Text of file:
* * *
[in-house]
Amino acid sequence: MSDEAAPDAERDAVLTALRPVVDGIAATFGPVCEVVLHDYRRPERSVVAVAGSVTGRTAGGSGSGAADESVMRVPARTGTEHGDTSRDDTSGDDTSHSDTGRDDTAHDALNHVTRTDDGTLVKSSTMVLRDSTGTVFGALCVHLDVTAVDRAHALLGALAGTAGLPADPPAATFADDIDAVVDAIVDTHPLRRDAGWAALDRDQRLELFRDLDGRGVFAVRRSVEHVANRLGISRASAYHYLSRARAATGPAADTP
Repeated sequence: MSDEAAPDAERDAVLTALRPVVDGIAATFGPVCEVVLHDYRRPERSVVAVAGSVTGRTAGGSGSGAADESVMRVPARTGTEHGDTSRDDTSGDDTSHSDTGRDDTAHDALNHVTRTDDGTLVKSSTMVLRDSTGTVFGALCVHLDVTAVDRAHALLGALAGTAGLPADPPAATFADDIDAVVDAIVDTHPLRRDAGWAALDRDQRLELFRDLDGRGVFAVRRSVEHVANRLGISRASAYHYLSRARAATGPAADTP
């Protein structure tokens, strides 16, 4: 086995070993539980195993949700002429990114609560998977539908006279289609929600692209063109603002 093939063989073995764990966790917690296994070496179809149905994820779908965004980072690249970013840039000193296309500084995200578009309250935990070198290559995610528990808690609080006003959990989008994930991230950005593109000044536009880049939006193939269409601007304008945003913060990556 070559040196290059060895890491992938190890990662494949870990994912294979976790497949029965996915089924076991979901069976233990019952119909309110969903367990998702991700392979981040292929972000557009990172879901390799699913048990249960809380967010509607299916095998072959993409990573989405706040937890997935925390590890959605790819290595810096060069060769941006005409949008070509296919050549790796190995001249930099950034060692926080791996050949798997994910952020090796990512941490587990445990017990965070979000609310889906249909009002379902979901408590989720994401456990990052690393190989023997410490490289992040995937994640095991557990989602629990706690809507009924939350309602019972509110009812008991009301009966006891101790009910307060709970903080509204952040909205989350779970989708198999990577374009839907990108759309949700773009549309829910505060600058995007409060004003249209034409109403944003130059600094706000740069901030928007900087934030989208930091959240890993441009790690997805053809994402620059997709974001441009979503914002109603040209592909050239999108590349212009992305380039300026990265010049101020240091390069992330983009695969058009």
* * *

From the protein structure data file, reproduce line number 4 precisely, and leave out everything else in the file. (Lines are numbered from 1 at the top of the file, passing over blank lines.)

């Protein structure tokens, strides 16, 4: 086995070993539980195993949700002429990114609560998977539908006279289609929600692209063109603002 093939063989073995764990966790917690296994070496179809149905994820779908965004980072690249970013840039000193296309500084995200578009309250935990070198290559995610528990808690609080006003959990989008994930991230950005593109000044536009880049939006193939269409601007304008945003913060990556 070559040196290059060895890491992938190890990662494949870990994912294979976790497949029965996915089924076991979901069976233990019952119909309110969903367990998702991700392979981040292929972000557009990172879901390799699913048990249960809380967010509607299916095998072959993409990573989405706040937890997935925390590890959605790819290595810096060069060769941006005409949008070509296919050549790796190995001249930099950034060692926080791996050949798997994910952020090796990512941490587990445990017990965070979000609310889906249909009002379902979901408590989720994401456990990052690393190989023997410490490289992040995937994640095991557990989602629990706690809507009924939350309602019972509110009812008991009301009966006891101790009910307060709970903080509204952040909205989350779970989708198999990577374009839907990108759309949700773009549309829910505060600058995007409060004003249209034409109403944003130059600094706000740069901030928007900087934030989208930091959240890993441009790690997805053809994402620059997709974001441009979503914002109603040209592909050239999108590349212009992305380039300026990265010049101020240091390069992330983009695969058009």